I am doing pretty well, thank you for asking! Definitely a learning curve as, before his blood cancer diagnosis a year ago, he was 100% healthy. We try to keep the perspective that getting through the next 60 days is the goal for now, for today 🙂 We are staying in long-term housing on the campus of the Mayo Clinic in Phoenix so we are away from family. Our son lives in the area here and we did see him on Christmas for an hour, outside, masked. Great to hear you are doing well at 3 and a half years post SCT, very inspiring!! Thank you, Jamie

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@jandm1813

@loribmt Thank you, Lori, for your insight! Getting enough calories in him is a challenge and I appreciate the tip regarding the Lactaid Ice Cream! He drinks about 48-60 ounces water daily so I will suggest to him to get a little more water in.
I am doing pretty well, thank you for asking! Definitely a learning curve as, before his blood cancer diagnosis a year ago, he was 100% healthy. We try to keep the perspective that getting through the next 60 days is the goal for now, for today 🙂 We are staying in long-term housing on the campus of the Mayo Clinic in Phoenix so we are away from family. Our son lives in the area here and we did see him on Christmas for an hour, outside, masked. Great to hear you are doing well at 3 and a half years post SCT, very inspiring!! Thank you, Jamie

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It’s my pleasure to help walk along this journey with you. Your husband’s story sounds a lot like mine. Just 3 weeks before my diagnosis I had been healthy, energetic, no sign of any issues. Then a steep plummet in 3 weeks time and finally a diagnosis of Acute Myeloid Leukemia with mutations that made relapse likely. So that necessitated the allogenic transplant.
Having this second chance at life is certainly a gift like no other. It comes with some challenges that’s for sure! But it is so worth the effort to keep forging onward. The ‘bad’ days will become less and less. I promise ☺️

It’s great your son lives in the area! It helps to have some snippets of normalcy during the recovery period, especially when you’re away from home so long.
Your husband is doing great with 48 to 60 oz of water daily. Initially I had such a hard time even keeping a glass of water down at all. But it is so vital to keeping the body healthy, hydrated, the plumbing works better and the toxins get flushed through.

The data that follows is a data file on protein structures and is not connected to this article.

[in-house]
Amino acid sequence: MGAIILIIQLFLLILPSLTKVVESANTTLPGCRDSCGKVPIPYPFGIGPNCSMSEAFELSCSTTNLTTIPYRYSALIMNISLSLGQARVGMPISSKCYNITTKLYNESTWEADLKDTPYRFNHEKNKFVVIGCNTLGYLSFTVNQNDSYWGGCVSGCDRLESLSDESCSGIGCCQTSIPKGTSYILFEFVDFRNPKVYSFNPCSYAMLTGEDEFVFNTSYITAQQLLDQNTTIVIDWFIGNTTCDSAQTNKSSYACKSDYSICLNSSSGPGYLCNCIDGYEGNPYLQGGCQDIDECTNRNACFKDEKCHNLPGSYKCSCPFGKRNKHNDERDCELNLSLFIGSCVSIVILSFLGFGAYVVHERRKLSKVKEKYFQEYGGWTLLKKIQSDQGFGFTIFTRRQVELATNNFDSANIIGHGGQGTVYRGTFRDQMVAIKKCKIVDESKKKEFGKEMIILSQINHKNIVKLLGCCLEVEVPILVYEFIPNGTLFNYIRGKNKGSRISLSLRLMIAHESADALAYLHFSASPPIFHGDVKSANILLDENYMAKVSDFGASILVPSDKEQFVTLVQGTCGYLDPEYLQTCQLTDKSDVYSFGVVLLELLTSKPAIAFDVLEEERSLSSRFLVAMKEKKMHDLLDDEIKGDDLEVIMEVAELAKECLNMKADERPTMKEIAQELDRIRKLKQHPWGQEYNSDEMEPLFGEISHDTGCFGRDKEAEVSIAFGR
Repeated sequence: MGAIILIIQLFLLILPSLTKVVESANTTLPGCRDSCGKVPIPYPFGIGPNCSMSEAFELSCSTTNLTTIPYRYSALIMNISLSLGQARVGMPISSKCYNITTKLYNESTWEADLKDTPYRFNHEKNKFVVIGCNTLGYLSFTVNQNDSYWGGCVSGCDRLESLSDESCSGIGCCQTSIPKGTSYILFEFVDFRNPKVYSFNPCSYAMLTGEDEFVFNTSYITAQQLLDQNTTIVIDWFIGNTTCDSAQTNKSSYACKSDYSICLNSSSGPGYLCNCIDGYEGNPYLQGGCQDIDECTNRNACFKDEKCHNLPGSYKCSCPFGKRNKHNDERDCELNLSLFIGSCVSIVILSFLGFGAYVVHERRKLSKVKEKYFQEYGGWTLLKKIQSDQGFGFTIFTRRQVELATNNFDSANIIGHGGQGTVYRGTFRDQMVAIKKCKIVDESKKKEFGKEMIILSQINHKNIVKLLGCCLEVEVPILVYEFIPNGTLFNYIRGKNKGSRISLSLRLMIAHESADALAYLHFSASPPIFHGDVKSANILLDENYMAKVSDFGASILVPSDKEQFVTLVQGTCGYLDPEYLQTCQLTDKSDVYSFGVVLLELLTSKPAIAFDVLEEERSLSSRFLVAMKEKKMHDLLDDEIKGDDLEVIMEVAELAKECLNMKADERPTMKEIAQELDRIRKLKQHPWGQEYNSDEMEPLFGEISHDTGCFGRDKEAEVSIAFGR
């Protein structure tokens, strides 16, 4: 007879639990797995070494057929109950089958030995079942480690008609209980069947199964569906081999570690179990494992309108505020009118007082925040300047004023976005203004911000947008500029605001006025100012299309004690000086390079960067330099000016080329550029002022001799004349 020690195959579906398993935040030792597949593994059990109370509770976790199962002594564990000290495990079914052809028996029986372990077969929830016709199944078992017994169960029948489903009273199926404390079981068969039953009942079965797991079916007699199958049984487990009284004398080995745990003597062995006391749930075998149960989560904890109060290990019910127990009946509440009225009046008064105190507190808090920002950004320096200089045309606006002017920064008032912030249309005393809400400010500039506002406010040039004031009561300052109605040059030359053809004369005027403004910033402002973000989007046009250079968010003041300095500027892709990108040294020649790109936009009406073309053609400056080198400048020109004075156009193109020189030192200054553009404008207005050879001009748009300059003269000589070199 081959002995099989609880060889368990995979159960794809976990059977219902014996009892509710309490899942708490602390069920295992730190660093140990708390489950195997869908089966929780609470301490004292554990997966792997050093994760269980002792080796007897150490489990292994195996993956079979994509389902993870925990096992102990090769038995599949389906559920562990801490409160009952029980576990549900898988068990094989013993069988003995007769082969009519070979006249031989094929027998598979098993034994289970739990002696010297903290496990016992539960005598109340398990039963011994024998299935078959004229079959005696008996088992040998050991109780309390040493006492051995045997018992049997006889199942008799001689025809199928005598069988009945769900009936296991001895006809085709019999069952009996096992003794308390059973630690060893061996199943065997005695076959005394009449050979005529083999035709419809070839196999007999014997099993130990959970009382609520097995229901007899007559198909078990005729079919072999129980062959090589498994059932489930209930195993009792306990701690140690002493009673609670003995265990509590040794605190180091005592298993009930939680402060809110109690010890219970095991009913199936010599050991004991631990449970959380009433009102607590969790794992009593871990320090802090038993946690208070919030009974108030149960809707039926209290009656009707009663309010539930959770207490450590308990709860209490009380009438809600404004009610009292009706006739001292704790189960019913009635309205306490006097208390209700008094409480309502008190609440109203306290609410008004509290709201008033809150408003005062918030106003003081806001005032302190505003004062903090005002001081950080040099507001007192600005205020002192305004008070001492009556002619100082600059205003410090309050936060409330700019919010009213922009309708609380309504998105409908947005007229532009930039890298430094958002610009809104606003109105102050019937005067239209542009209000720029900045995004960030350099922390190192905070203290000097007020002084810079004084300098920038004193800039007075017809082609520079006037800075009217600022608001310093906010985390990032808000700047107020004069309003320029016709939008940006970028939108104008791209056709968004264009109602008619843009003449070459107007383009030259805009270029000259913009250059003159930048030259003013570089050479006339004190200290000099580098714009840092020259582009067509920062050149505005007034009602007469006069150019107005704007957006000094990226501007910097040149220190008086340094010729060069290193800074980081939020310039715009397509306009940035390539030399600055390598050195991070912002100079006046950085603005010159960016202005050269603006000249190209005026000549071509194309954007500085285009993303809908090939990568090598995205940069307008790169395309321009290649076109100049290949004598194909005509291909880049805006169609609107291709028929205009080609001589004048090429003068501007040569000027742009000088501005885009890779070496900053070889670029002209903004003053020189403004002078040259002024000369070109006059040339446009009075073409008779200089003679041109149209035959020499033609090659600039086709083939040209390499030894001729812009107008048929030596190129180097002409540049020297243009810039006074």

Let your husband know getting enough food will eventually stop being so challenging. My husband jumped through hoops trying to get me to eat. I mostly just nibbled on anything that seemed palatable. I still had issues with loss of taste and tastebuds from all the chemo from the AML so textures were an issue too. But now, I eat everything! 😅
His energy and stamina will return too. I’m back to 7-8 miles daily and no limit to my activities. Your husband will be back in no time!
Thought you and your husband might enjoy a little story written about a young woman, whom I mentored last year, and myself with our shared experience with AML and our BMT journey.
https://connect.mayoclinic.org/blog/about-connect/newsfeed-post/mayo-clinic-connect-brings-together-2-women-with-leukemia-46-years-apart/
What cancer derailed your husband last year?

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Update: Mark had an upper and lower GI scopes on January 6 and on January 9 we received the results of the biopsies; he does have gut GVHD grade 1. That evening he began having severe diarrhea and vomiting along with extreme stomach pain so, after speaking with the outpatient clinic staff at 1230am, we went to the emergency department. After an abdominal CT showed a partial bowel obstruction, he was admitted to the hospital for evaluation and treatment for a day and a half. It seems his gut GVHD has caused inflammation which affected his whole bowel system, yikes. He is now on a high dose of Prednisone to treat it and he is on soft foods through the weekend. He is feeling much better! Still has diarrhea and we do know this will likely continue post SCT for a while. The photo attached was taken on Saturday, January 14 on a 45 minute walk. As you can see by his smile, he is feeling much better! Thank you all for your insight! Jamie

REPLY
@loribmt

It’s my pleasure to help walk along this journey with you. Your husband’s story sounds a lot like mine. Just 3 weeks before my diagnosis I had been healthy, energetic, no sign of any issues. Then a steep plummet in 3 weeks time and finally a diagnosis of Acute Myeloid Leukemia with mutations that made relapse likely. So that necessitated the allogenic transplant.